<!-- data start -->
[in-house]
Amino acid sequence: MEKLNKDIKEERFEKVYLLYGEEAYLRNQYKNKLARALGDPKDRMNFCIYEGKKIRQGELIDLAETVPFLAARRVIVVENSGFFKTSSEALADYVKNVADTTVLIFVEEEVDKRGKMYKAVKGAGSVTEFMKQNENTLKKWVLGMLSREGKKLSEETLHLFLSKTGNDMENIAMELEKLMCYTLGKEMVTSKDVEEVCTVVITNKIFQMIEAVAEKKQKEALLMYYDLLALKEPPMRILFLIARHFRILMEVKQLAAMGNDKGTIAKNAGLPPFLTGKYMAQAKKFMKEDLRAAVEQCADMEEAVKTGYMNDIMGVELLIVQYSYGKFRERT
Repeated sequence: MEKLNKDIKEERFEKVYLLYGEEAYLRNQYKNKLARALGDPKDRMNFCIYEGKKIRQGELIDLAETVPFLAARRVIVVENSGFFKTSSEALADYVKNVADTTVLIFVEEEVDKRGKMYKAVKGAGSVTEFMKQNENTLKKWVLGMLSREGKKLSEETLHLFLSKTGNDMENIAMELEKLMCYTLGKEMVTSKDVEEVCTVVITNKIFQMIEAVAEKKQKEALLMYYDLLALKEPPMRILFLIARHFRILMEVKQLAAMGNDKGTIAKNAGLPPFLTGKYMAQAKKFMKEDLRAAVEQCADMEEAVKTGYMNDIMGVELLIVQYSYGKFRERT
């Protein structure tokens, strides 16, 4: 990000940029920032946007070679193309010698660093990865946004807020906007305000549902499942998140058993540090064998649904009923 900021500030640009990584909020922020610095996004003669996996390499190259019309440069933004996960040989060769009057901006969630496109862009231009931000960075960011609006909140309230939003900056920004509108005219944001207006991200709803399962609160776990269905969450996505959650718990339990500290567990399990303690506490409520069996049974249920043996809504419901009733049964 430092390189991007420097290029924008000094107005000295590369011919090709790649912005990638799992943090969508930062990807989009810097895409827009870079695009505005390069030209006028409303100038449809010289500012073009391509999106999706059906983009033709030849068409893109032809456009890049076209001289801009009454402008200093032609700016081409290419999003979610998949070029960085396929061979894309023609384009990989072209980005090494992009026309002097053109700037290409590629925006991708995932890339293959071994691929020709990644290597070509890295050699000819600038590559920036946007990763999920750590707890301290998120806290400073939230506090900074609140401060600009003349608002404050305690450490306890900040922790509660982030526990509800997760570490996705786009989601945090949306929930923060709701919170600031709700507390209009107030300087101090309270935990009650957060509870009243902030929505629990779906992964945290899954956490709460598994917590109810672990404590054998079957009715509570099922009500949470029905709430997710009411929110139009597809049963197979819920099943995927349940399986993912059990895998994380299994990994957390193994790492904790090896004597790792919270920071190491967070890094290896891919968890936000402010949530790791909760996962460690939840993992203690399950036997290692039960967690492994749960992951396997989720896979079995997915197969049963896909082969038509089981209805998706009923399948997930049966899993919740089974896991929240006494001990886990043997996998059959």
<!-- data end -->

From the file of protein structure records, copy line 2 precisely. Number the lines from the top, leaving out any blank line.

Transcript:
Amino acid sequence: MEKLNKDIKEERFEKVYLLYGEEAYLRNQYKNKLARALGDPKDRMNFCIYEGKKIRQGELIDLAETVPFLAARRVIVVENSGFFKTSSEALADYVKNVADTTVLIFVEEEVDKRGKMYKAVKGAGSVTEFMKQNENTLKKWVLGMLSREGKKLSEETLHLFLSKTGNDMENIAMELEKLMCYTLGKEMVTSKDVEEVCTVVITNKIFQMIEAVAEKKQKEALLMYYDLLALKEPPMRILFLIARHFRILMEVKQLAAMGNDKGTIAKNAGLPPFLTGKYMAQAKKFMKEDLRAAVEQCADMEEAVKTGYMNDIMGVELLIVQYSYGKFRERT